University of Pittsburgh Cancer Institute (UPCI)

New Therapeutic Targets and Rational Combinations of
Targeted Therapies

Targeted therapies LCP investigators are defining the molecular pathways that contribute to the development and progression of lung malignancies, and strive to translate their findings into novel therapeutics to improve clinical outcomes for lung cancer patients. Since traditional chemotherapy has proven to be of limited effectiveness for treating lung cancer, LCP members are exploring innovative targeted and combination therapies in clinical trials at the Lung Cancer Specialty Care Center (LCSCC) of UPCI and UPMC CancerCenter.

Selected Publications

  • Although anatomic segmentectomy has been considered a compromised procedure by many surgeons, recent retrospective, single-institution series have demonstrated tumor recurrence and patient survival rates that approximate those achieved by lobectomy. In a large propensity-matched comparison, lobectomy was associated with modestly increased freedom from recurrence and overall survival, but the differences were not statistically significant. (Landreneau et. al, J Clin Oncol. 2014 Aug 10;32(23):2449-55.)
  • To determine whether Gramicidin S (GS)-nitroxide, JP4-039, esophageal radiation protection protected lung tumors in a transgenic model, LoxP-Stoop-LoxP Kristen Rat Sarcoma Viral oncogene (LSL-K-RAS) mice were administered intra-tracheal- CRE recombinase, bilateral lung tumors were confirmed at 11 weeks, then thoracic irradiation was delivered. Results indicated that intraesophageal radioprotective small-molecule antioxidant therapy protects normal tissue but not tumor tissue in mice with transgenic lung tumors. (Epperly et. al., In Vivo. 2014 Jul-Aug;28(4):435-40.)
  • LCP researchers found that SUV(max) appears to be a statistically and clinically significant independent prognostic marker for progression-free survival in patients with stage I non-small cell lung cancer treated with stereotactic body radiation therapy. (Horne et. al., Radiat Oncol. 2014 Jan 30;9:41.)
  • A large fraction of non-small cell lung cancers (NSCLC) are dependent on defined oncogenic driver mutations. Although targeted agents exist for EGFR- and EML4-ALK-driven NSCLCs, no therapies target the most frequently found driver mutation, KRAS. LCP members showed that silencing of TWIST1 in KRAS-mutant human NSCLC cell lines resulted in dramatic growth inhibition and either activation of a latent oncogene-induced senescence program or, in some cases, apoptosis. Similar effects were observed in EGFR mutation-driven and c-Met-amplified NSCLC cell lines. Growth inhibition by silencing of TWIST1 was independent of p53 or p16 mutational status and did not require previously defined mediators of senescence, p21 and p27, nor could this phenotype be rescued by overexpression of SKP2. In xenograft models, silencing of TWIST1 resulted in significant growth inhibition of KRAS-mutant, EGFR-mutant, and c-Met-amplified NSCLCs. Remarkably, inducible silencing of TWIST1 resulted in significant growth inhibition of established KRAS-mutant tumors. Together these findings suggest that silencing of TWIST1 in oncogene driver-dependent NSCLCs represents a novel and promising therapeutic strategy. (Burns et. al., Mol Cancer Res. 2013 Apr;11(4):329-38.)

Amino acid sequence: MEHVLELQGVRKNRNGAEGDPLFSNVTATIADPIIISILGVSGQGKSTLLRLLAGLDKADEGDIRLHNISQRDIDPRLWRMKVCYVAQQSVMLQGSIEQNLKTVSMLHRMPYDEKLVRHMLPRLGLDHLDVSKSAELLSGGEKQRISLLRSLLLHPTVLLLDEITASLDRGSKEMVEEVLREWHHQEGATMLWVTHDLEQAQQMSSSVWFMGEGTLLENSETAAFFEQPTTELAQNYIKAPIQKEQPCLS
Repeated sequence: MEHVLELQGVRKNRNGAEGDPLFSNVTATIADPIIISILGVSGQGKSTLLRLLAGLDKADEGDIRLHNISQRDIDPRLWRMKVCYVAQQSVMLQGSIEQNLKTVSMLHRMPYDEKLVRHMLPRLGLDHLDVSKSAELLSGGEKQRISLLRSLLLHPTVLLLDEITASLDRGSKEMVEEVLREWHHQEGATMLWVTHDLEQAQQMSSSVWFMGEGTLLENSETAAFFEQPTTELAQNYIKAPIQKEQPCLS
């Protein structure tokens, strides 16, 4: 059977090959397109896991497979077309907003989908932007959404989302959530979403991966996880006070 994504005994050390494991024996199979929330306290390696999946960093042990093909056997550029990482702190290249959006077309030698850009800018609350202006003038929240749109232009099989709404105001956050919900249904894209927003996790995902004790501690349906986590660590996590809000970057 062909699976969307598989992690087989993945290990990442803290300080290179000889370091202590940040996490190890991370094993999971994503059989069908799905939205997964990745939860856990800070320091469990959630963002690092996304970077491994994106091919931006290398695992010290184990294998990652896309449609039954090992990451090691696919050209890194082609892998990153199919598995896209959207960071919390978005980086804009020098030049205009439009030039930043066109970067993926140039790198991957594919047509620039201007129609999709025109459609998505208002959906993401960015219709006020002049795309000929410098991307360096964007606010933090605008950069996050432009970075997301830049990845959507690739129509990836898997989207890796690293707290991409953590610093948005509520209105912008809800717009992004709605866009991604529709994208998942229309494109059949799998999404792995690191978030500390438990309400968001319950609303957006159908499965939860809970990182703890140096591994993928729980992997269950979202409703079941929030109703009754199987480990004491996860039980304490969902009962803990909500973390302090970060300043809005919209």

Members

Burns, Timothy, MD, PhD
Medicine
Luketich, James, MD
Surgery
Christie, Neil, MD
Surgery
Pennathur, Arjun, MD
Surgery
Dacic, Sanja, MD, PhD
Pathology
Reilly, John, MD
Medicine
Deutsch, Melvin, MD
Radiation Oncology
Schuchert, Matthew, MD
Cardiothoracic Surgery
Dhir, Rajiv, MD
Pathology
Sciurba, Frank, MD
Medicine
Epperly, Michael, PhD
Radiation Oncology
Shapiro, Steven, MD
Medicine
Gladwin, Mark, MD
Medicine
Socinski, Mark, MD
Medicine
Greenberger, Joel, MD
Radiation Oncology
Stabile, Laura, PhD
Pharmacology & Chemical Biology
Herman, James, MD
Medicine
Villaruz, Liza, MD
Medicine
Levina, Vera, PhD
Medicine